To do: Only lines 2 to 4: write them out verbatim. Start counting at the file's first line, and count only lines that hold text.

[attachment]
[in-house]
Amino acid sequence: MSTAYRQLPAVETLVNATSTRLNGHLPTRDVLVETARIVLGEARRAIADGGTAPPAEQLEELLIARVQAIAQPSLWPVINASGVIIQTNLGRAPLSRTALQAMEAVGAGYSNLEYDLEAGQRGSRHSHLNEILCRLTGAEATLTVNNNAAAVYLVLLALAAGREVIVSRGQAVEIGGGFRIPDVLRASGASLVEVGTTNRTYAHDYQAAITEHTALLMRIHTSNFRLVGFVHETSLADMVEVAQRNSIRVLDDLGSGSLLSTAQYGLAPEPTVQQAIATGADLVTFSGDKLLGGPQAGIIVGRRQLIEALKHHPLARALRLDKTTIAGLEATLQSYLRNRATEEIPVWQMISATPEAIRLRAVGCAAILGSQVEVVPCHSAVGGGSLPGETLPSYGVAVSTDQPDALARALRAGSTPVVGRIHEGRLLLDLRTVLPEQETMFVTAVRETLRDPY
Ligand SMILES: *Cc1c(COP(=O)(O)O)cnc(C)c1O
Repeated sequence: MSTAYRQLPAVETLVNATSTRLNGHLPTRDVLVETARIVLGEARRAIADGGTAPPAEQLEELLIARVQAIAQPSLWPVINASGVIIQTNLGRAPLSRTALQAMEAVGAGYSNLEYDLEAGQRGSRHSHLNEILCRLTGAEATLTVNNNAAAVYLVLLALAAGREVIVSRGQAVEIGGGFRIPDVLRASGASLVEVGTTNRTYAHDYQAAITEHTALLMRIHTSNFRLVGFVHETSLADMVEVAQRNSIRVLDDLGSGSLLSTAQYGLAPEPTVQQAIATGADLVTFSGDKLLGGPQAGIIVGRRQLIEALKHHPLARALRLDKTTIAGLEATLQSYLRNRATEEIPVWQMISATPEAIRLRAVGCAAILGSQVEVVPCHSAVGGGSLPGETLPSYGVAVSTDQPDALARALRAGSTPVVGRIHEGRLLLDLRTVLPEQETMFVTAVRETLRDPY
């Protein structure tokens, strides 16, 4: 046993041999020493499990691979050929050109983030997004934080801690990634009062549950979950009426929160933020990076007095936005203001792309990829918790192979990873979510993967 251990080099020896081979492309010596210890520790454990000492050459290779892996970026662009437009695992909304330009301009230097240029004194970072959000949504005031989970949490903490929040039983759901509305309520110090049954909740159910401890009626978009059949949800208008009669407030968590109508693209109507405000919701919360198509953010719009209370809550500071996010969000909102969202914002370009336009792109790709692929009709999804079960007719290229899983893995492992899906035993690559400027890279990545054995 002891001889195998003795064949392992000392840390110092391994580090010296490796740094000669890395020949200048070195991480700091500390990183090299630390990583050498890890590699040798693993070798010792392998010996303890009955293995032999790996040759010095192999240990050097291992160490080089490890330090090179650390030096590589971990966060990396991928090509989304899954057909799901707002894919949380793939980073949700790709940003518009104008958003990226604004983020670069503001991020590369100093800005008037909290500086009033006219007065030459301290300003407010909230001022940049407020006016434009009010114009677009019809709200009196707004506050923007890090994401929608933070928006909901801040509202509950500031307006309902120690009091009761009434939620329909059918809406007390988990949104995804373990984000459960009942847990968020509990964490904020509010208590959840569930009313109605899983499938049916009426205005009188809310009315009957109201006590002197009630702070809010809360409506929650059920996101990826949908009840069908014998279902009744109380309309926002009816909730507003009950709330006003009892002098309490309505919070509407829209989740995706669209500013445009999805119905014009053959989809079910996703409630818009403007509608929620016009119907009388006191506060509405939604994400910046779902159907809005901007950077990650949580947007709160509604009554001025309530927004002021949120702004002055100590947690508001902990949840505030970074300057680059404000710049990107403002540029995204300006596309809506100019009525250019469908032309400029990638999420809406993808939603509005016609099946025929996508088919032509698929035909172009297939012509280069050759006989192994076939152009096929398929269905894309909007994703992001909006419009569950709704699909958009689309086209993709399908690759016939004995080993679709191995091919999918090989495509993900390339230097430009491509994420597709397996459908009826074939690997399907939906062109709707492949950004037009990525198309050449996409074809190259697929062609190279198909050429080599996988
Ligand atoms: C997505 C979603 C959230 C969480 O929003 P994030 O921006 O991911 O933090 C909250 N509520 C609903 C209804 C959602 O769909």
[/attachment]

Amino acid sequence: MSTAYRQLPAVETLVNATSTRLNGHLPTRDVLVETARIVLGEARRAIADGGTAPPAEQLEELLIARVQAIAQPSLWPVINASGVIIQTNLGRAPLSRTALQAMEAVGAGYSNLEYDLEAGQRGSRHSHLNEILCRLTGAEATLTVNNNAAAVYLVLLALAAGREVIVSRGQAVEIGGGFRIPDVLRASGASLVEVGTTNRTYAHDYQAAITEHTALLMRIHTSNFRLVGFVHETSLADMVEVAQRNSIRVLDDLGSGSLLSTAQYGLAPEPTVQQAIATGADLVTFSGDKLLGGPQAGIIVGRRQLIEALKHHPLARALRLDKTTIAGLEATLQSYLRNRATEEIPVWQMISATPEAIRLRAVGCAAILGSQVEVVPCHSAVGGGSLPGETLPSYGVAVSTDQPDALARALRAGSTPVVGRIHEGRLLLDLRTVLPEQETMFVTAVRETLRDPY
Ligand SMILES: *Cc1c(COP(=O)(O)O)cnc(C)c1O
Repeated sequence: MSTAYRQLPAVETLVNATSTRLNGHLPTRDVLVETARIVLGEARRAIADGGTAPPAEQLEELLIARVQAIAQPSLWPVINASGVIIQTNLGRAPLSRTALQAMEAVGAGYSNLEYDLEAGQRGSRHSHLNEILCRLTGAEATLTVNNNAAAVYLVLLALAAGREVIVSRGQAVEIGGGFRIPDVLRASGASLVEVGTTNRTYAHDYQAAITEHTALLMRIHTSNFRLVGFVHETSLADMVEVAQRNSIRVLDDLGSGSLLSTAQYGLAPEPTVQQAIATGADLVTFSGDKLLGGPQAGIIVGRRQLIEALKHHPLARALRLDKTTIAGLEATLQSYLRNRATEEIPVWQMISATPEAIRLRAVGCAAILGSQVEVVPCHSAVGGGSLPGETLPSYGVAVSTDQPDALARALRAGSTPVVGRIHEGRLLLDLRTVLPEQETMFVTAVRETLRDPY